Lincoln-cents-reverses The price for manufacturing U.S. coins for circulation went up last year, except for the half dollar, the United States Mint disclosed this month in its 2021 Annual Report. And for a sixteenth straight year, the unit cost for both cents and nickels was above their face values.

The Mint struck nearly 15 billion coins for circulation during the fiscal year.

Read more here

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A more comprehensive analysis of the 2021 U.S. Mint Report comes from Louis Golino "The Coin Analyst" at CoinWeek. This is just an excerpt related to the cent - be sure to read the complete article online. -Editor

2021proofset While the Mint managed to generate seigniorage and net income from all coins that totaled $556.4 million (including $381.20 million from circulating coins), this represented a decrease of 30% compared to the prior year.

The main reason for that is that the cost to produce the cent rose to 2.1 cents and the nickel to 8.52 cents from 1.76 and 7.42 cents respectively the prior year due to rising zinc and copper costs. In addition, shipments of pennies and quarter dollars decreased during this period.

Read more here

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On a related note, public radio's Marketplace took a look at how the Mint decides how many coins to produce each year. Here's an excerpt - see the complete article online. -Editor

U.S. coins Listener and reader Jeff Bailey from Jonesboro, Arkansas, asked:

I've noticed that the mint numbers for coins can vary a lot from year to year. How does the United States Mint determine how many coins of each denomination to produce in a year?

In 2021, nearly 15 billion pennies, quarters, nickels, dimes and half dollars departed the U.S. Mint's facilities to be spent by the public.

Read more here

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In recent years John Kraljevich has written on Facebook about various aspects of African-American history for Black History Month, usually in connection with a numismatic object. On February 1st he announced that he's working to pull these stories together into a book due to be published by Whitman Publishing later this year, titled Freedom Will Be Ours. We'll look forward to it!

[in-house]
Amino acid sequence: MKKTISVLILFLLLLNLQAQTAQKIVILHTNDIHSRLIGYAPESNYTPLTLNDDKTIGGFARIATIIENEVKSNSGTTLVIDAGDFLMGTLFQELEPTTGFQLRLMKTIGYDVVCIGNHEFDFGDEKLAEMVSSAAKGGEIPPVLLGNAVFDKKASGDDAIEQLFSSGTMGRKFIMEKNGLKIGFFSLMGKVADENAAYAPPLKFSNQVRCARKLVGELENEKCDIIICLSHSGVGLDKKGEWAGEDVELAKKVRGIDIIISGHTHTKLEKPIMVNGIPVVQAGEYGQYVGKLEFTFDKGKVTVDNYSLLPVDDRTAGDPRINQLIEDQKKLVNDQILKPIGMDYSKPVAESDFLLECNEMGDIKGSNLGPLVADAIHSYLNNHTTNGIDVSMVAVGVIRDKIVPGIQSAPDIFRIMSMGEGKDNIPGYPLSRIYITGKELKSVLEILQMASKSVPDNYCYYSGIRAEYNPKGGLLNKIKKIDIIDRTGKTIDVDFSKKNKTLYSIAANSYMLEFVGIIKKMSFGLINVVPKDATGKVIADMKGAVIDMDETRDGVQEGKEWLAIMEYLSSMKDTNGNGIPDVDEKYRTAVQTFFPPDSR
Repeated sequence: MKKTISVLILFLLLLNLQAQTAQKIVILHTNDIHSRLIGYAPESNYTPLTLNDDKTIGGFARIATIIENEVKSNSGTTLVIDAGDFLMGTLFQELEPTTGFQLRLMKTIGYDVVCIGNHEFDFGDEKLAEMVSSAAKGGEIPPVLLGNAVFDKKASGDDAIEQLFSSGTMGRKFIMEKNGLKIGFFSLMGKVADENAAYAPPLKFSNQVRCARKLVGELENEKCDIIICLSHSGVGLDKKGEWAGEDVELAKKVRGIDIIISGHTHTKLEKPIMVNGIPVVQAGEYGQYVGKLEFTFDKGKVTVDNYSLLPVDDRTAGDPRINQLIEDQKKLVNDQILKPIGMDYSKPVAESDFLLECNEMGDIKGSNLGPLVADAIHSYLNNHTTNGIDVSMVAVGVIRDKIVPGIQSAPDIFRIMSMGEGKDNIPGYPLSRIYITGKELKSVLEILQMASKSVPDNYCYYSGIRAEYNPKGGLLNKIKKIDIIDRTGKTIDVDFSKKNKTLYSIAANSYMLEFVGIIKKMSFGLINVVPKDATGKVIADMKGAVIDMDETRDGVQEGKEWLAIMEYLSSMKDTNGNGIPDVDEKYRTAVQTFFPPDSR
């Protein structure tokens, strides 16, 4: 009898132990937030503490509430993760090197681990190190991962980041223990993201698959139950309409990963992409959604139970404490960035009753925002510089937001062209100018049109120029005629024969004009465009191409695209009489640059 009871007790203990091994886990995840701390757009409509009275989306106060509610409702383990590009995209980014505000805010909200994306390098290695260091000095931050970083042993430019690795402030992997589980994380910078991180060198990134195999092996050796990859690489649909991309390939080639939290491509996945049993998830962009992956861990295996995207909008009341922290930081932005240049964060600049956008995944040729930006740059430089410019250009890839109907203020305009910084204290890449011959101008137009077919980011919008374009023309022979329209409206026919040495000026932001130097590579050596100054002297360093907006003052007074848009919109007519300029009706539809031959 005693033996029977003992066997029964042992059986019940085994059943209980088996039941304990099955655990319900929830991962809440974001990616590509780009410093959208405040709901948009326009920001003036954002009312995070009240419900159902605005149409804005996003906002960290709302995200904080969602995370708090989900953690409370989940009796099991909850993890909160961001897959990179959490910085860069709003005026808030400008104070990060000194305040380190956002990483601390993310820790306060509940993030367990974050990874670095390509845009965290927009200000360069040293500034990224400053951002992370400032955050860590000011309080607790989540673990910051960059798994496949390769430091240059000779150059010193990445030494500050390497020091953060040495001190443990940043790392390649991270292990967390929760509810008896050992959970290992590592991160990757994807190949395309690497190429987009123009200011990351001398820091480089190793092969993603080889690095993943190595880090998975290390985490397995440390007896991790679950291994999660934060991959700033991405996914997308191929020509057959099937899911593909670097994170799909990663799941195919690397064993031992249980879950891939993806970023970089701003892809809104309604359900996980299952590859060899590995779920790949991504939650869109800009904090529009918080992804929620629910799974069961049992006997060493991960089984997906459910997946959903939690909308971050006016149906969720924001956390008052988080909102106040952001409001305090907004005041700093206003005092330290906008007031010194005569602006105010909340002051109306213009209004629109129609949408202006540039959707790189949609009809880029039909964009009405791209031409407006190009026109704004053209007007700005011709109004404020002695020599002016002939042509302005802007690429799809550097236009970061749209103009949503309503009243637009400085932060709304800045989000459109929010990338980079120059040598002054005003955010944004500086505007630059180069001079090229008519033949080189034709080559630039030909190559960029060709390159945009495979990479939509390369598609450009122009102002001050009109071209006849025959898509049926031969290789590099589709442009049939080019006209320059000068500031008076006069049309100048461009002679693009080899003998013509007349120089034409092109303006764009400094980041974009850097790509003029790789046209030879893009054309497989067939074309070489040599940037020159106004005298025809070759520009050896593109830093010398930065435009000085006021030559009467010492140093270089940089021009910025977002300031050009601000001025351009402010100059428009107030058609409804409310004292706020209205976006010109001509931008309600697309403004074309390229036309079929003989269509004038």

Yesterday's post discussed Martin Luther King, Jr. medallions. Here's an excerpt - see the complete post online. -Editor

MLK medallion For those who wanted to show their loyalty to the ideals of Martin Luther King, Jr., or who wanted to make plain their part in his legacy, a portrait medallion of King was a natural accessory. Most types I've seen show his portrait in profile or three-quarter profile, often with an inscription noting the dates of his birth and death.

Jackson's Martin Luther King medallion seems to have showed up in 1970. His was especially large, nearly four inches in diameter. It showed a very high relief portrait of King facing left and was suspended from a substantial chain with two hangers. The earliest appearance of it I've found was published in the October, 17, 1970 issue of the Wilmington News Journal during a visit to Delaware for an NAACP convention. He wore it on the cover of the September 23, 1971 issue of Jet magazine and at the opening of the Black Expo in Chicago the same week. Perhaps most famously, Jackson wore it on Sesame Street's Episode 402, recorded on February 23, 1972 and on August 20, 1972 at the Los Angeles Memorial Coliseum for the Wattstax benefit concert, before a crowd of 112,000. Millions more saw it when the Wattstax movie saw wide release.

After a handful of appearances in 1973, including at the Operation PUSH convention in June of that year, Jackson seems to have mostly retired his MLK medallion. Fashion changed, and Jackson changed with it.

But the day Jackson put his MLK medallion back in his jewelry box was far from the end of the King medallion.

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Dresses made of meat are sooo 2010... Today's fashion choice is a dress made from coins. -Editor